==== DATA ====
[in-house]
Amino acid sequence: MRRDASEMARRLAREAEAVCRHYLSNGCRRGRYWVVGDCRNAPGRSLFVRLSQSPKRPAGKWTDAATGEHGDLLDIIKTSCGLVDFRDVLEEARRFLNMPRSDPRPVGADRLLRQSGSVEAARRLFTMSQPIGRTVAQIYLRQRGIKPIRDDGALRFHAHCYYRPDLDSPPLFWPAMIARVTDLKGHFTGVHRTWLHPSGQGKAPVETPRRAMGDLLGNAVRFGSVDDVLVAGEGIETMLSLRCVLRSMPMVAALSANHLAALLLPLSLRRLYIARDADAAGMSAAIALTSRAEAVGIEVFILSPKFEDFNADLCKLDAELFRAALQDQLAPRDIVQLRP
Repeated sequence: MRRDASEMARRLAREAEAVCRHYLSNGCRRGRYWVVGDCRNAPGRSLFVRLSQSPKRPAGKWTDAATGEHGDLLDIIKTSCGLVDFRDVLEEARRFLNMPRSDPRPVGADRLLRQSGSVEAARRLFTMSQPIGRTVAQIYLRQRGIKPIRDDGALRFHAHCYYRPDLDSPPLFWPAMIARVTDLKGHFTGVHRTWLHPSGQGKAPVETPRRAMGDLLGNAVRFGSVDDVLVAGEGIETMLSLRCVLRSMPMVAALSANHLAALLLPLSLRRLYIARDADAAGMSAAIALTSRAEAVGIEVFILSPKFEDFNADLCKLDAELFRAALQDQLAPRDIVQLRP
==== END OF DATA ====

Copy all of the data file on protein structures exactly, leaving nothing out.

[in-house]
Amino acid sequence: MRRDASEMARRLAREAEAVCRHYLSNGCRRGRYWVVGDCRNAPGRSLFVRLSQSPKRPAGKWTDAATGEHGDLLDIIKTSCGLVDFRDVLEEARRFLNMPRSDPRPVGADRLLRQSGSVEAARRLFTMSQPIGRTVAQIYLRQRGIKPIRDDGALRFHAHCYYRPDLDSPPLFWPAMIARVTDLKGHFTGVHRTWLHPSGQGKAPVETPRRAMGDLLGNAVRFGSVDDVLVAGEGIETMLSLRCVLRSMPMVAALSANHLAALLLPLSLRRLYIARDADAAGMSAAIALTSRAEAVGIEVFILSPKFEDFNADLCKLDAELFRAALQDQLAPRDIVQLRP
Repeated sequence: MRRDASEMARRLAREAEAVCRHYLSNGCRRGRYWVVGDCRNAPGRSLFVRLSQSPKRPAGKWTDAATGEHGDLLDIIKTSCGLVDFRDVLEEARRFLNMPRSDPRPVGADRLLRQSGSVEAARRLFTMSQPIGRTVAQIYLRQRGIKPIRDDGALRFHAHCYYRPDLDSPPLFWPAMIARVTDLKGHFTGVHRTWLHPSGQGKAPVETPRRAMGDLLGNAVRFGSVDDVLVAGEGIETMLSLRCVLRSMPMVAALSANHLAALLLPLSLRRLYIARDADAAGMSAAIALTSRAEAVGIEVFILSPKFEDFNADLCKLDAELFRAALQDQLAPRDIVQLRP